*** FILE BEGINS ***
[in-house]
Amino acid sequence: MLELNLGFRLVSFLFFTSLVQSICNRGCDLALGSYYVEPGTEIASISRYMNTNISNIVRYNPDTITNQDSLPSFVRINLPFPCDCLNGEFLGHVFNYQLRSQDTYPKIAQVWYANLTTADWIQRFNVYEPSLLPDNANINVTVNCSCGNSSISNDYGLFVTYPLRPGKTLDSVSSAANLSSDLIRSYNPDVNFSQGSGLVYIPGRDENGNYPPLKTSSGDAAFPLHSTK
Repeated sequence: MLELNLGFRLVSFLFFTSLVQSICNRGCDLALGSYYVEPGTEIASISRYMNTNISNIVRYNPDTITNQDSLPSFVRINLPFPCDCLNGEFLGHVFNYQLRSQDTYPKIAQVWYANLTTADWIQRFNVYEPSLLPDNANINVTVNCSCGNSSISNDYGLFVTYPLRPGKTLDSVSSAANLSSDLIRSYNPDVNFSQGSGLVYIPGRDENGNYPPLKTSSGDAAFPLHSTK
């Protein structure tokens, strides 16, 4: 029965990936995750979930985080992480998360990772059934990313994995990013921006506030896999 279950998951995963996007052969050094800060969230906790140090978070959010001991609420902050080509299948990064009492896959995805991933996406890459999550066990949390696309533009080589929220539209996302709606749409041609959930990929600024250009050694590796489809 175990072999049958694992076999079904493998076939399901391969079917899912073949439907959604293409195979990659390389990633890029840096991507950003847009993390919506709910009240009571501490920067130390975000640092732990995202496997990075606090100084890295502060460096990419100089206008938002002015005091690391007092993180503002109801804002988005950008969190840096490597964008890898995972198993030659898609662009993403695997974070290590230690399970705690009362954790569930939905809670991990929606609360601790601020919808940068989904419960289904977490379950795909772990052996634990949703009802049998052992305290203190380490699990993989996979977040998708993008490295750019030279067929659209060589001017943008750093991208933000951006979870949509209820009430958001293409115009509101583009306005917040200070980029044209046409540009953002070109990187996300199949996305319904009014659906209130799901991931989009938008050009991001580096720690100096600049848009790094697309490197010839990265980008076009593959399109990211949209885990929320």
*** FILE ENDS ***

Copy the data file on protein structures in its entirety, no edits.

[in-house]
Amino acid sequence: MLELNLGFRLVSFLFFTSLVQSICNRGCDLALGSYYVEPGTEIASISRYMNTNISNIVRYNPDTITNQDSLPSFVRINLPFPCDCLNGEFLGHVFNYQLRSQDTYPKIAQVWYANLTTADWIQRFNVYEPSLLPDNANINVTVNCSCGNSSISNDYGLFVTYPLRPGKTLDSVSSAANLSSDLIRSYNPDVNFSQGSGLVYIPGRDENGNYPPLKTSSGDAAFPLHSTK
Repeated sequence: MLELNLGFRLVSFLFFTSLVQSICNRGCDLALGSYYVEPGTEIASISRYMNTNISNIVRYNPDTITNQDSLPSFVRINLPFPCDCLNGEFLGHVFNYQLRSQDTYPKIAQVWYANLTTADWIQRFNVYEPSLLPDNANINVTVNCSCGNSSISNDYGLFVTYPLRPGKTLDSVSSAANLSSDLIRSYNPDVNFSQGSGLVYIPGRDENGNYPPLKTSSGDAAFPLHSTK
């Protein structure tokens, strides 16, 4: 029965990936995750979930985080992480998360990772059934990313994995990013921006506030896999 279950998951995963996007052969050094800060969230906790140090978070959010001991609420902050080509299948990064009492896959995805991933996406890459999550066990949390696309533009080589929220539209996302709606749409041609959930990929600024250009050694590796489809 175990072999049958694992076999079904493998076939399901391969079917899912073949439907959604293409195979990659390389990633890029840096991507950003847009993390919506709910009240009571501490920067130390975000640092732990995202496997990075606090100084890295502060460096990419100089206008938002002015005091690391007092993180503002109801804002988005950008969190840096490597964008890898995972198993030659898609662009993403695997974070290590230690399970705690009362954790569930939905809670991990929606609360601790601020919808940068989904419960289904977490379950795909772990052996634990949703009802049998052992305290203190380490699990993989996979977040998708993008490295750019030279067929659209060589001017943008750093991208933000951006979870949509209820009430958001293409115009509101583009306005917040200070980029044209046409540009953002070109990187996300199949996305319904009014659906209130799901991931989009938008050009991001580096720690100096600049848009790094697309490197010839990265980008076009593959399109990211949209885990929320």